When I was a teenager, I had a recurring babysitting job that involved taking care of twin girls who were around 18 months old. They had no other siblings. I remember that one was attempting to use the toilet and that neither used many words yet that were understandable. I say yet understandable, because they actually had many words that they shared between themselves–but I didn’t understand. Perhaps their parents translated the gist of their communications.
My job was certainly to take care of these little girls, but they left me little to do. They were a self-contained unit of discussing, moving, arguing, toddling. When one would laugh, the other would laugh. Crying was a joint occupation, as well. They did not invite me into their world much. I was grudgingly accepted in their space when there was a need for food, for diaper or clothes changing, or for help into their cribs.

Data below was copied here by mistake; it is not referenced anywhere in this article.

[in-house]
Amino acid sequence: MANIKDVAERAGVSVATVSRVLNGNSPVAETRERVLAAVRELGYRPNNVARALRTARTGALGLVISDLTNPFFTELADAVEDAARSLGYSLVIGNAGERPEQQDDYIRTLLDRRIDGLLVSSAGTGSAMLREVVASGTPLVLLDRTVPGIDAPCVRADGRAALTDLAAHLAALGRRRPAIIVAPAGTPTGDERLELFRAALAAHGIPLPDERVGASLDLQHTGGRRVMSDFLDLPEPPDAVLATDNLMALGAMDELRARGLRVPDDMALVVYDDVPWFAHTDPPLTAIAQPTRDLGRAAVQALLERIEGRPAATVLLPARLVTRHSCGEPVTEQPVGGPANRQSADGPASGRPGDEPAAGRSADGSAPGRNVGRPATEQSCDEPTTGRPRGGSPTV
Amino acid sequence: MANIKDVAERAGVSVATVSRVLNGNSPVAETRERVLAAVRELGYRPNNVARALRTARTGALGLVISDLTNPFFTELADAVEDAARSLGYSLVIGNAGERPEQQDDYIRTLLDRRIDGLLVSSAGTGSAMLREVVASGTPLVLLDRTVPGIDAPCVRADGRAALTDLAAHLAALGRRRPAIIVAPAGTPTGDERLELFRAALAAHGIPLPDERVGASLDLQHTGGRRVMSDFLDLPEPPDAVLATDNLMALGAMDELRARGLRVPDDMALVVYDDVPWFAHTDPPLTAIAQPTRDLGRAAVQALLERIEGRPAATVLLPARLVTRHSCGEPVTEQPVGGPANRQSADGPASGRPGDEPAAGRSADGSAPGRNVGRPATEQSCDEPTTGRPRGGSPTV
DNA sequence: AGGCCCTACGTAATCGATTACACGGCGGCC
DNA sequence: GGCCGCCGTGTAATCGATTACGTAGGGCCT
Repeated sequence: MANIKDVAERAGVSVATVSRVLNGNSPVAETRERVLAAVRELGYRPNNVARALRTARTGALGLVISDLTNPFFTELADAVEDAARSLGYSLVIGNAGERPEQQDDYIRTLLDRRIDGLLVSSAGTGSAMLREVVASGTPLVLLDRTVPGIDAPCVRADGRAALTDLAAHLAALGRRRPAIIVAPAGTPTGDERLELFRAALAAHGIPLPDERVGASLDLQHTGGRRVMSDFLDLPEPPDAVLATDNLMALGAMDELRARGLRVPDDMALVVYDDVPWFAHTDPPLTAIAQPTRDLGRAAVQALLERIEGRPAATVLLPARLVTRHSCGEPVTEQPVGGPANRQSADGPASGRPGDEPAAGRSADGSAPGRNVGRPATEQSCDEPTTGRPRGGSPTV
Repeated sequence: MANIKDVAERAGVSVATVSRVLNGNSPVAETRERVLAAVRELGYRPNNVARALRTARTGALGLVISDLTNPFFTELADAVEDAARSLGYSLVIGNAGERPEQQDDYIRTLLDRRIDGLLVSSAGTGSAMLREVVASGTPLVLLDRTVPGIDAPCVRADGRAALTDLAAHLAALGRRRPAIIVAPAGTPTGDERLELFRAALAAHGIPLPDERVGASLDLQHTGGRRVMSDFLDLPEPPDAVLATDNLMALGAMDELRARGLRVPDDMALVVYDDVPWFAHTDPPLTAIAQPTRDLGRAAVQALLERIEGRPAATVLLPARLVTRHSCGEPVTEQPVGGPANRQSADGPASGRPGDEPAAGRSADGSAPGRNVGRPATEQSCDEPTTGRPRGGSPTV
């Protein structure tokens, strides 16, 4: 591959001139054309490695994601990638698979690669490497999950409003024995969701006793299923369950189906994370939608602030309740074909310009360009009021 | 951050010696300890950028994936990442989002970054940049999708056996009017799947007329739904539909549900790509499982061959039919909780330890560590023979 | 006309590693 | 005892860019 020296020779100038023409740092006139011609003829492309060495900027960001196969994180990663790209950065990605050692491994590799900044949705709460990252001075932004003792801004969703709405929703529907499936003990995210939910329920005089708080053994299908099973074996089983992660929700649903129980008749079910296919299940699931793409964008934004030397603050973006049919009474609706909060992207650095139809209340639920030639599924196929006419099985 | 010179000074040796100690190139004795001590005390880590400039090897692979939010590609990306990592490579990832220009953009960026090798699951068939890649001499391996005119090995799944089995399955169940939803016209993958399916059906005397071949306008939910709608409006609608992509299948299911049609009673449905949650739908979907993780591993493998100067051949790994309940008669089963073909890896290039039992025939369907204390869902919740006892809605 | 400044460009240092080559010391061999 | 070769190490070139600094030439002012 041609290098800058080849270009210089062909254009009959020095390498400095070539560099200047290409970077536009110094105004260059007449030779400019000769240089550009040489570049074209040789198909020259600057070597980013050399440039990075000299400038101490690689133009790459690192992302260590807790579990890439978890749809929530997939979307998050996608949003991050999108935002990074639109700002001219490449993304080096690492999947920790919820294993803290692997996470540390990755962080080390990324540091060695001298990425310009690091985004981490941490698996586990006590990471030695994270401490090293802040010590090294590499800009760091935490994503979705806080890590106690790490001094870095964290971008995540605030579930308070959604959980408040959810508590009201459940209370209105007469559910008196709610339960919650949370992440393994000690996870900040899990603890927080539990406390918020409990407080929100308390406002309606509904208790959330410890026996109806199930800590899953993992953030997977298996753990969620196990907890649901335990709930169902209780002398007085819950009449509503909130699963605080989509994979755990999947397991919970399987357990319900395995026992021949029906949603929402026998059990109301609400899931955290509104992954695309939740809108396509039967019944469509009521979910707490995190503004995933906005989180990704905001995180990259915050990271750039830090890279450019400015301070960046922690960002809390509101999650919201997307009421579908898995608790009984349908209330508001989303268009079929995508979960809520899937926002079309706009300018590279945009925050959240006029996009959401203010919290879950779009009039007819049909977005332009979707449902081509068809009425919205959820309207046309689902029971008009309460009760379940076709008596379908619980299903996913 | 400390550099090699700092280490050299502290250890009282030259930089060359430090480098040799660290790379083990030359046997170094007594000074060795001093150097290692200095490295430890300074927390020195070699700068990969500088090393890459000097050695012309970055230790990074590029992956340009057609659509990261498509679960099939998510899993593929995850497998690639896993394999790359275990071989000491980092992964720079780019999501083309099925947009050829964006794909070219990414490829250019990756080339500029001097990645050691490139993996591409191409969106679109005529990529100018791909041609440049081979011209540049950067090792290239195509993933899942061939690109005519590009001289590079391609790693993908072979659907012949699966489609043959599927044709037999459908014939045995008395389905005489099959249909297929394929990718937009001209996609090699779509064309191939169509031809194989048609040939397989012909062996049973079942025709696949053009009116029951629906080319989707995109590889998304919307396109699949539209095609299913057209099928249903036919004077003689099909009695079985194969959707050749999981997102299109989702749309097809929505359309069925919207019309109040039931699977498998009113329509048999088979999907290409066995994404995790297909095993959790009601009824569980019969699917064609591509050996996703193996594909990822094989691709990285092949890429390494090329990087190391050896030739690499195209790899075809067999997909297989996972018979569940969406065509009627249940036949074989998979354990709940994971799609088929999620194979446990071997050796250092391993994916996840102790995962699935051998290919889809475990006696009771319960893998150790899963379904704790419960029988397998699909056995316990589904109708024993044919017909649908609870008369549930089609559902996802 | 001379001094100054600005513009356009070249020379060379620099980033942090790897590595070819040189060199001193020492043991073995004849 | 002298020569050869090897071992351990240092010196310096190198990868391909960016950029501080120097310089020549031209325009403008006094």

There was rarely crying or distress when I left them to sleep. I could see them looking to each other through crib slats as I left them. From the small room just outside their bedroom, I could hear them draw on their day, yacking and blabbing and chuckling until their sounds ebbed and they fell asleep.
I was enamored. I was fascinated. I was in awe of just how much these two girls needed little other than each other. I was in love.
This was the beginning of my watching and learning from very young people. Today, over forty years later, I am still taken aback by the inherent abilities of humans from the very start. And I still have so much to learn.